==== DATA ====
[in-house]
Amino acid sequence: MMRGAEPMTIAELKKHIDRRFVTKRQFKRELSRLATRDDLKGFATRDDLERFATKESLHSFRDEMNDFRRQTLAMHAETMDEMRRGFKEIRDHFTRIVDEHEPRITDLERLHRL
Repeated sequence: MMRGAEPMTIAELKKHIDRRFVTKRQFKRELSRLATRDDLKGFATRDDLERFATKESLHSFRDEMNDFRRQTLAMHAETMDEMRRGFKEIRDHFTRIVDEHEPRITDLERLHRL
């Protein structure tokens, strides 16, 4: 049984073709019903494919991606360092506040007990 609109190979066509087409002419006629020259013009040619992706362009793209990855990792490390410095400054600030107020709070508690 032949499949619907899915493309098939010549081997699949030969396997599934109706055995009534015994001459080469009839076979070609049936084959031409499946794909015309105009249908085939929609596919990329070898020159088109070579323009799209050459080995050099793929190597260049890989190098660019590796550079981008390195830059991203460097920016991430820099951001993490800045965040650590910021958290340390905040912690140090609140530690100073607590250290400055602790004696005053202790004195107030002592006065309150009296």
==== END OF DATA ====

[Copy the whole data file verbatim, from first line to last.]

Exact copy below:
[in-house]
Amino acid sequence: MMRGAEPMTIAELKKHIDRRFVTKRQFKRELSRLATRDDLKGFATRDDLERFATKESLHSFRDEMNDFRRQTLAMHAETMDEMRRGFKEIRDHFTRIVDEHEPRITDLERLHRL
Repeated sequence: MMRGAEPMTIAELKKHIDRRFVTKRQFKRELSRLATRDDLKGFATRDDLERFATKESLHSFRDEMNDFRRQTLAMHAETMDEMRRGFKEIRDHFTRIVDEHEPRITDLERLHRL
């Protein structure tokens, strides 16, 4: 049984073709019903494919991606360092506040007990 609109190979066509087409002419006629020259013009040619992706362009793209990855990792490390410095400054600030107020709070508690 032949499949619907899915493309098939010549081997699949030969396997599934109706055995009534015994001459080469009839076979070609049936084959031409499946794909015309105009249908085939929609596919990329070898020159088109070579323009799209050459080995050099793929190597260049890989190098660019590796550079981008390195830059991203460097920016991430820099951001993490800045965040650590910021958290340390905040912690140090609140530690100073607590250290400055602790004696005053202790004195107030002592006065309150009296």